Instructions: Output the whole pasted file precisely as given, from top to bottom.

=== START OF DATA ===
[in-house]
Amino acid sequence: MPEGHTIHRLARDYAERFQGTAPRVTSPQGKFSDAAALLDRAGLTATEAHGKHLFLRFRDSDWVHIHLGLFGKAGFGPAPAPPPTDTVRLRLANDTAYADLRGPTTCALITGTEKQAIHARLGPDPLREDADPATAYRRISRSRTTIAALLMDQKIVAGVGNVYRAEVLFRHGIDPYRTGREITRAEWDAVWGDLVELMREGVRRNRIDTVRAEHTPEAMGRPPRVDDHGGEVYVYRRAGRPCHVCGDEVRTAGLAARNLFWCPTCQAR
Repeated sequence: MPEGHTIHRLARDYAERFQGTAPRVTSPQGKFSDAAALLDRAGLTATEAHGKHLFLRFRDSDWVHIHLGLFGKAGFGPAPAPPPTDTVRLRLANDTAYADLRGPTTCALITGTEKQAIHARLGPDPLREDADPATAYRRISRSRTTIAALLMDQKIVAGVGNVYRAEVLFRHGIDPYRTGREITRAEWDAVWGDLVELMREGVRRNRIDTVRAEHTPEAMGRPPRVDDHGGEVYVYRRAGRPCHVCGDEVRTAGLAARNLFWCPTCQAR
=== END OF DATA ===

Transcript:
[in-house]
Amino acid sequence: MPEGHTIHRLARDYAERFQGTAPRVTSPQGKFSDAAALLDRAGLTATEAHGKHLFLRFRDSDWVHIHLGLFGKAGFGPAPAPPPTDTVRLRLANDTAYADLRGPTTCALITGTEKQAIHARLGPDPLREDADPATAYRRISRSRTTIAALLMDQKIVAGVGNVYRAEVLFRHGIDPYRTGREITRAEWDAVWGDLVELMREGVRRNRIDTVRAEHTPEAMGRPPRVDDHGGEVYVYRRAGRPCHVCGDEVRTAGLAARNLFWCPTCQAR
Repeated sequence: MPEGHTIHRLARDYAERFQGTAPRVTSPQGKFSDAAALLDRAGLTATEAHGKHLFLRFRDSDWVHIHLGLFGKAGFGPAPAPPPTDTVRLRLANDTAYADLRGPTTCALITGTEKQAIHARLGPDPLREDADPATAYRRISRSRTTIAALLMDQKIVAGVGNVYRAEVLFRHGIDPYRTGREITRAEWDAVWGDLVELMREGVRRNRIDTVRAEHTPEAMGRPPRVDDHGGEVYVYRRAGRPCHVCGDEVRTAGLAARNLFWCPTCQAR